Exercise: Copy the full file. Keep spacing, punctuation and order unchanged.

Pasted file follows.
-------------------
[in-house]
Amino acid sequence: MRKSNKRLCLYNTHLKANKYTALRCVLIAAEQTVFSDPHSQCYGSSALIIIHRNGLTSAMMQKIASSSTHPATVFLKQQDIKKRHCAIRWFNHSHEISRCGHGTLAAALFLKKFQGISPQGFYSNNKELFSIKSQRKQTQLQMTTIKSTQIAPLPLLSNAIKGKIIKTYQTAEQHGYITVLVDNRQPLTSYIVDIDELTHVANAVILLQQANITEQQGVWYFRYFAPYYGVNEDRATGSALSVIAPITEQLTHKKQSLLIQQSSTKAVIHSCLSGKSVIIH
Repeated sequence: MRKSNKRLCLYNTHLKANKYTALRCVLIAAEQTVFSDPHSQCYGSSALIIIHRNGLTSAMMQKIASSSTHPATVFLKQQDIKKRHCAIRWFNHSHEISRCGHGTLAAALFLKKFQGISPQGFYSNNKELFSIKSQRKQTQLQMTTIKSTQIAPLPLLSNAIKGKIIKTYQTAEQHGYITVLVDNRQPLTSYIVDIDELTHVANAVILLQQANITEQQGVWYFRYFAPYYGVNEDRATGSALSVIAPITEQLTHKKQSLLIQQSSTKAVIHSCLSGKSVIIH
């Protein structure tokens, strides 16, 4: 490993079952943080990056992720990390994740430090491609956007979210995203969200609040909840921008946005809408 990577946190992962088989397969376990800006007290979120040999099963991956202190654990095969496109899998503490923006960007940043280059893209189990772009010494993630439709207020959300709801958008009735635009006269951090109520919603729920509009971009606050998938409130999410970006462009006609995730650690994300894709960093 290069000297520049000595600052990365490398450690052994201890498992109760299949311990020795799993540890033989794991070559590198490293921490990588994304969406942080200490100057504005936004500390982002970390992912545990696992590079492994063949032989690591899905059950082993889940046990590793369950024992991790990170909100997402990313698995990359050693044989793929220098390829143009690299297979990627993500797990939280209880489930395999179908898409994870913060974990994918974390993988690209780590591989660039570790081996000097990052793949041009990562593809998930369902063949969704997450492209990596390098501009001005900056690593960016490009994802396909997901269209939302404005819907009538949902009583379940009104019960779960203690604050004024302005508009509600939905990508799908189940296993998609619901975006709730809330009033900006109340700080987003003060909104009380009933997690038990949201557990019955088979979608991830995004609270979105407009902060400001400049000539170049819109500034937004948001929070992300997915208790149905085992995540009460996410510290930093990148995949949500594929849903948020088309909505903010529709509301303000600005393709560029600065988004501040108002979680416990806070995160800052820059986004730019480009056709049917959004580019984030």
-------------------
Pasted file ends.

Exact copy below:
[in-house]
Amino acid sequence: MRKSNKRLCLYNTHLKANKYTALRCVLIAAEQTVFSDPHSQCYGSSALIIIHRNGLTSAMMQKIASSSTHPATVFLKQQDIKKRHCAIRWFNHSHEISRCGHGTLAAALFLKKFQGISPQGFYSNNKELFSIKSQRKQTQLQMTTIKSTQIAPLPLLSNAIKGKIIKTYQTAEQHGYITVLVDNRQPLTSYIVDIDELTHVANAVILLQQANITEQQGVWYFRYFAPYYGVNEDRATGSALSVIAPITEQLTHKKQSLLIQQSSTKAVIHSCLSGKSVIIH
Repeated sequence: MRKSNKRLCLYNTHLKANKYTALRCVLIAAEQTVFSDPHSQCYGSSALIIIHRNGLTSAMMQKIASSSTHPATVFLKQQDIKKRHCAIRWFNHSHEISRCGHGTLAAALFLKKFQGISPQGFYSNNKELFSIKSQRKQTQLQMTTIKSTQIAPLPLLSNAIKGKIIKTYQTAEQHGYITVLVDNRQPLTSYIVDIDELTHVANAVILLQQANITEQQGVWYFRYFAPYYGVNEDRATGSALSVIAPITEQLTHKKQSLLIQQSSTKAVIHSCLSGKSVIIH
């Protein structure tokens, strides 16, 4: 490993079952943080990056992720990390994740430090491609956007979210995203969200609040909840921008946005809408 990577946190992962088989397969376990800006007290979120040999099963991956202190654990095969496109899998503490923006960007940043280059893209189990772009010494993630439709207020959300709801958008009735635009006269951090109520919603729920509009971009606050998938409130999410970006462009006609995730650690994300894709960093 290069000297520049000595600052990365490398450690052994201890498992109760299949311990020795799993540890033989794991070559590198490293921490990588994304969406942080200490100057504005936004500390982002970390992912545990696992590079492994063949032989690591899905059950082993889940046990590793369950024992991790990170909100997402990313698995990359050693044989793929220098390829143009690299297979990627993500797990939280209880489930395999179908898409994870913060974990994918974390993988690209780590591989660039570790081996000097990052793949041009990562593809998930369902063949969704997450492209990596390098501009001005900056690593960016490009994802396909997901269209939302404005819907009538949902009583379940009104019960779960203690604050004024302005508009509600939905990508799908189940296993998609619901975006709730809330009033900006109340700080987003003060909104009380009933997690038990949201557990019955088979979608991830995004609270979105407009902060400001400049000539170049819109500034937004948001929070992300997915208790149905085992995540009460996410510290930093990148995949949500594929849903948020088309909505903010529709509301303000600005393709560029600065988004501040108002979680416990806070995160800052820059986004730019480009056709049917959004580019984030």